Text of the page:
McGregor acknowledges the difficulties she experienced with the scope of the book addressing as it does not only survivors, but their supporters, including parents and therapists. It is in three parts, the first containing general information on child sexual abuse, the other two providing a sort of smorgasbord of topics written in “byte‑sized” pieces which allow readers to progress at their own pace or select what is relevant to their own purposes. McGregor leaves no angle uncovered, even explaining how offenders often coopt children into sexual behaviours. This is my one reservation about Warriors of Truth. Although it is possibly an unlikely book for abusers to read, I was struck by the thought that it might unintentionally contain some handy hints for them.
I was pleased to note that unlike some saccharine new-age healing books, McGregor does not advocate forgiveness of the offender as a necessary part of healing. Some things are unforgivable. She also discussed the vexed question of how memories of childhood sexual abuse can surface and gives guidelines as to how a therapist should help deal with, not suggest or interpret, memories.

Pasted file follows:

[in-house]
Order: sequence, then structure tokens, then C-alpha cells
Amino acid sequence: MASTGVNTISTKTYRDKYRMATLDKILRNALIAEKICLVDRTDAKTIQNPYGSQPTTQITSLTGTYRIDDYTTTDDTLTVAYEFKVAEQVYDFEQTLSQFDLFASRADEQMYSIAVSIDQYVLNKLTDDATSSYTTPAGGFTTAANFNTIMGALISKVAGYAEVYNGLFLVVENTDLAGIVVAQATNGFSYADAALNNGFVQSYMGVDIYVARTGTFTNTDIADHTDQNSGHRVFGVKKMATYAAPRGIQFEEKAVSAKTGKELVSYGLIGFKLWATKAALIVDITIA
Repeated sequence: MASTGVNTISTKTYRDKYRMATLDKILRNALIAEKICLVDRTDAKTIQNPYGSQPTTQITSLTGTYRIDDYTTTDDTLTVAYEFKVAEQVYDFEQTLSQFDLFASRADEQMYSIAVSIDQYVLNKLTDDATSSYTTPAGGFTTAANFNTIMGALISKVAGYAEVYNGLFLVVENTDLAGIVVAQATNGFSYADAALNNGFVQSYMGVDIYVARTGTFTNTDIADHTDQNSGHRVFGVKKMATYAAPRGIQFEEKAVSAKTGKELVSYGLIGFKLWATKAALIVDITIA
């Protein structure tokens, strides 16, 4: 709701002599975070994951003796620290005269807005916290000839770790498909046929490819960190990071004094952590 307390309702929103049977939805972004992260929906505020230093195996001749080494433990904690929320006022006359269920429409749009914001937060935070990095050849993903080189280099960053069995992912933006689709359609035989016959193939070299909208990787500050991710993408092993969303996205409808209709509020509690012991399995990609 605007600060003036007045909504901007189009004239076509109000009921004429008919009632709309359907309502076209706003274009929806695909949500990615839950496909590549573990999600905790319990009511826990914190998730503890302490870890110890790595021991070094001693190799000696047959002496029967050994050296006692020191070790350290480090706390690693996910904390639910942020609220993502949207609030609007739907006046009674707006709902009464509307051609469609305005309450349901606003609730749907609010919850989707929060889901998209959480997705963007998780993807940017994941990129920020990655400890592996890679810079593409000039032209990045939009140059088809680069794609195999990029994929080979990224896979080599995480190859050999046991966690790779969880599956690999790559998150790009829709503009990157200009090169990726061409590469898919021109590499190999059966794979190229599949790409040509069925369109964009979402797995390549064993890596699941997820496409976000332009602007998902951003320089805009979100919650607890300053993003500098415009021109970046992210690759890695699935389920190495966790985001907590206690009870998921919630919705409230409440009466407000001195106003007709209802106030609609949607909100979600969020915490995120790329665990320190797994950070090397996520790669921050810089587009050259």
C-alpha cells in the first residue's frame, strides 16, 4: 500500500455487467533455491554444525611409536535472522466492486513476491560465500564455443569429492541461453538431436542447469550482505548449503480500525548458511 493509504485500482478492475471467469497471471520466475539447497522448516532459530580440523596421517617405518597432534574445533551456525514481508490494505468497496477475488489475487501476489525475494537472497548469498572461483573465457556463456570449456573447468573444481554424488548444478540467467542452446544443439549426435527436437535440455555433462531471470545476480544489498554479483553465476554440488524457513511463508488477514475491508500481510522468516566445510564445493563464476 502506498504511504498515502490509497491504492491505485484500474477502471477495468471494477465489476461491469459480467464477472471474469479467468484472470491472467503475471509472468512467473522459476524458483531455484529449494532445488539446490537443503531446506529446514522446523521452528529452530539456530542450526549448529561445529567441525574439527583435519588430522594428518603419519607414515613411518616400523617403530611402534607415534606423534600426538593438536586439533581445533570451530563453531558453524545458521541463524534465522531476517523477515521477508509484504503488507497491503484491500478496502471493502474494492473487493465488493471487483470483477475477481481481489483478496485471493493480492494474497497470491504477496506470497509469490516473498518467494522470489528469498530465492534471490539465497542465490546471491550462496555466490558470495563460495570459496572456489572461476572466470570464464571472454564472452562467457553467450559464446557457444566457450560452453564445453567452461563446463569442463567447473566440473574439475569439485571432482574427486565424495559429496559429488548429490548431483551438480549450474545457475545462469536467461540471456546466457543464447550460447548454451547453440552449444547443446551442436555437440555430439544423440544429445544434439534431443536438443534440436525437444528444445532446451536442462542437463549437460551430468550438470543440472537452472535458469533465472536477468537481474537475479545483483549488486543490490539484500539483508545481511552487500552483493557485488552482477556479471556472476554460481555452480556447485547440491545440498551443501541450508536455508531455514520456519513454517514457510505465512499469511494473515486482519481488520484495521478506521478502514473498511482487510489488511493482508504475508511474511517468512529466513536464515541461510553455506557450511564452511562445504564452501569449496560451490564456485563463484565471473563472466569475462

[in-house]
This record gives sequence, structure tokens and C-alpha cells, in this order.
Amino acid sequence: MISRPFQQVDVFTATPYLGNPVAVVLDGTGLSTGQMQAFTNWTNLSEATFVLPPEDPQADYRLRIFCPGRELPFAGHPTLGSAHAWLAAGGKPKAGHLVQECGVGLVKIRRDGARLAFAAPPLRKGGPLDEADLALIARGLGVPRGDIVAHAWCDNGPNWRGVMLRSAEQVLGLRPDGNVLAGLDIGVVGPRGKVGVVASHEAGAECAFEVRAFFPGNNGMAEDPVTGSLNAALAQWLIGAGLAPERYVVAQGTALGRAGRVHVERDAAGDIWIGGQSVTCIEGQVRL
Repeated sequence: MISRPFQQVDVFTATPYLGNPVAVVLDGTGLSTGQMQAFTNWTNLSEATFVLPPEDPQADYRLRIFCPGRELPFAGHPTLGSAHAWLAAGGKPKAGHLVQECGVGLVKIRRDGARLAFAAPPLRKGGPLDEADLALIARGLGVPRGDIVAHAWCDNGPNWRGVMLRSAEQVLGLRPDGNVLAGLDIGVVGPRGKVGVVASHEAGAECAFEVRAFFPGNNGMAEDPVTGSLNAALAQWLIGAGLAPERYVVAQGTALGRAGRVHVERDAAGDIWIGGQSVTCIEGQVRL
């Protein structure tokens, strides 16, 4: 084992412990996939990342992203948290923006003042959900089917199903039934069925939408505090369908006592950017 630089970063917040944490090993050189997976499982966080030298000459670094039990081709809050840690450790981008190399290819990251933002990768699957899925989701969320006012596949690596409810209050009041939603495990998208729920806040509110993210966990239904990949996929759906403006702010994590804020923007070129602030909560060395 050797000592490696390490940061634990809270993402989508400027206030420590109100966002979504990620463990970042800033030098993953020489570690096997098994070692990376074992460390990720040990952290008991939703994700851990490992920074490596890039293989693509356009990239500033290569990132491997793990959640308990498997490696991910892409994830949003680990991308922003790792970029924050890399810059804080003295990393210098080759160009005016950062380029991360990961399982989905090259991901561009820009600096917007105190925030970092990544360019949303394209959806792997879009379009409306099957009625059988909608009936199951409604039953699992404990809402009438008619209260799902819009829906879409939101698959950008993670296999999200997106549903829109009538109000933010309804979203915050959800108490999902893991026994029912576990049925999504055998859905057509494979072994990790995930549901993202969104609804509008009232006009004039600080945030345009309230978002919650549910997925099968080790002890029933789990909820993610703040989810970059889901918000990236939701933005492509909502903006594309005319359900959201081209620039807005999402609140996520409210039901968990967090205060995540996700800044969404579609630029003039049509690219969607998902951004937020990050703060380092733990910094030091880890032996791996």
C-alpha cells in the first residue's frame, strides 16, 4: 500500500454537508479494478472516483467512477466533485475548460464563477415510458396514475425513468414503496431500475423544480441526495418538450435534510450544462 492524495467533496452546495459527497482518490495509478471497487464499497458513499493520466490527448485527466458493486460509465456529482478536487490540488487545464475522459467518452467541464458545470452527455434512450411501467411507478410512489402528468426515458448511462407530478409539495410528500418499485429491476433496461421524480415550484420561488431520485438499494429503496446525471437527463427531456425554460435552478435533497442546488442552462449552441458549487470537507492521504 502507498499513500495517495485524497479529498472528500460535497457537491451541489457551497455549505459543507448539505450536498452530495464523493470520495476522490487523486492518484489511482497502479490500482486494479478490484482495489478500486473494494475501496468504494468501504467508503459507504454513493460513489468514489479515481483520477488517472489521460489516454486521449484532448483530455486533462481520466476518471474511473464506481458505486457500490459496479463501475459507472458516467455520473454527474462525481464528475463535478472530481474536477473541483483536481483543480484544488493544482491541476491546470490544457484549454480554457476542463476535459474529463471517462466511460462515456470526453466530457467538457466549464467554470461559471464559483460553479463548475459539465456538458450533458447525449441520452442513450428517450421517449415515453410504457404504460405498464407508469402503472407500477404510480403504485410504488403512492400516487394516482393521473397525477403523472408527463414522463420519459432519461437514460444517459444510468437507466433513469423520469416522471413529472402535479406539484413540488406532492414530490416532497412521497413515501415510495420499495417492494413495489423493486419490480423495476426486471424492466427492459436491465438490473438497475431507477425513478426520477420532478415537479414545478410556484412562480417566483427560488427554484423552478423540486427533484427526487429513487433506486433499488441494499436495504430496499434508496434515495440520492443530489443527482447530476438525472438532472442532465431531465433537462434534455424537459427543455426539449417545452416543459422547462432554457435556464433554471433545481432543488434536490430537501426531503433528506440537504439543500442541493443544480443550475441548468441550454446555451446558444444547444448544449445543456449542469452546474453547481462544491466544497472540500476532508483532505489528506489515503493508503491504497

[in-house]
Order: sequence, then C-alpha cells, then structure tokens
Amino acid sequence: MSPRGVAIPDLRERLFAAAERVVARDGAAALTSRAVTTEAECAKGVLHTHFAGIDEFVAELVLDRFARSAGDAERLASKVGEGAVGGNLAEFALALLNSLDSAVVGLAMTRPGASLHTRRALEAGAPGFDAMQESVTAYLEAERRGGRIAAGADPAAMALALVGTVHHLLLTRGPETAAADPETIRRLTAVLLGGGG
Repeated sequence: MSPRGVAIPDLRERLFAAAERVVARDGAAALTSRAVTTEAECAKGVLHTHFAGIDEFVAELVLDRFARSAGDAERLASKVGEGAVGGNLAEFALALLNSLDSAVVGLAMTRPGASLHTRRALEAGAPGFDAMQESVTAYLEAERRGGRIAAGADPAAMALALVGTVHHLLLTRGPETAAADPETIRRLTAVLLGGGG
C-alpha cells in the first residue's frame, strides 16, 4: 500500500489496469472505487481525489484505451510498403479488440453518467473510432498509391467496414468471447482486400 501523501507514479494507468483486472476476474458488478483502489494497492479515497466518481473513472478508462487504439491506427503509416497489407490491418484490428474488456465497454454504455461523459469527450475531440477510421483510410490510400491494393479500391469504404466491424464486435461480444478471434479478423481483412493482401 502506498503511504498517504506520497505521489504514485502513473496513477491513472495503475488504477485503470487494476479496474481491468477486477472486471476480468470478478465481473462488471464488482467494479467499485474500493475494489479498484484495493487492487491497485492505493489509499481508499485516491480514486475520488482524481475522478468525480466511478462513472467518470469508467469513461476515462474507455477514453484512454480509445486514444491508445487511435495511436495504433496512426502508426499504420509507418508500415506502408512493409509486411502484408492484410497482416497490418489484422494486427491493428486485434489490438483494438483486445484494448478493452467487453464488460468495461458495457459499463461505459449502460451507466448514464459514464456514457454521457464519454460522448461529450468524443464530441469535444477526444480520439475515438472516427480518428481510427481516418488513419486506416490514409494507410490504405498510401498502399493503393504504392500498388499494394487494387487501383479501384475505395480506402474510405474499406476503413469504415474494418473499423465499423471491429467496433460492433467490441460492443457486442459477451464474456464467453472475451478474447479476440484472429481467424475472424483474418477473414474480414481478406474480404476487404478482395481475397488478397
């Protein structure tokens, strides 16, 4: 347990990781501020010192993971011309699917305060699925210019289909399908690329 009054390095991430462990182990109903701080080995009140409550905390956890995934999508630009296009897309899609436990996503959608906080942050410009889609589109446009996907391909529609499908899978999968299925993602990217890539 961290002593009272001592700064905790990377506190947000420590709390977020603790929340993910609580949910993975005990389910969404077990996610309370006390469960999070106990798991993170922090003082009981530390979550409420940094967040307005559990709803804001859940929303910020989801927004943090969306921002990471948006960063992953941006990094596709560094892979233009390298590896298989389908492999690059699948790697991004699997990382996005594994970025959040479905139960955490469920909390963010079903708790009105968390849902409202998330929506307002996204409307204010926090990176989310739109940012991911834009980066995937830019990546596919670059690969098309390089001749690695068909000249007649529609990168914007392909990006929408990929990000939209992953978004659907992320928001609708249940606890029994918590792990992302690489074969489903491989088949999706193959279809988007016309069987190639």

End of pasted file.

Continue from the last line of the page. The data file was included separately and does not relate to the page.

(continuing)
Warriors of Truth is a timely book, locally relevant, based on solid research and clinical experience and more than a notch above your usual “How to heal your (supply own noun)” book.
Like McGregor, Kay Douglas uses her own experience of surviving abuse ‑ this time the Invisible Wounds of emotional or psychological abuse in marriage ‑ as the springboard for a self‑help manual. Again it is impressively comprehensive. Douglas and her 50 informants (aged from 23 to 73) eloquently describe the pain of this less‑documented form of abuse.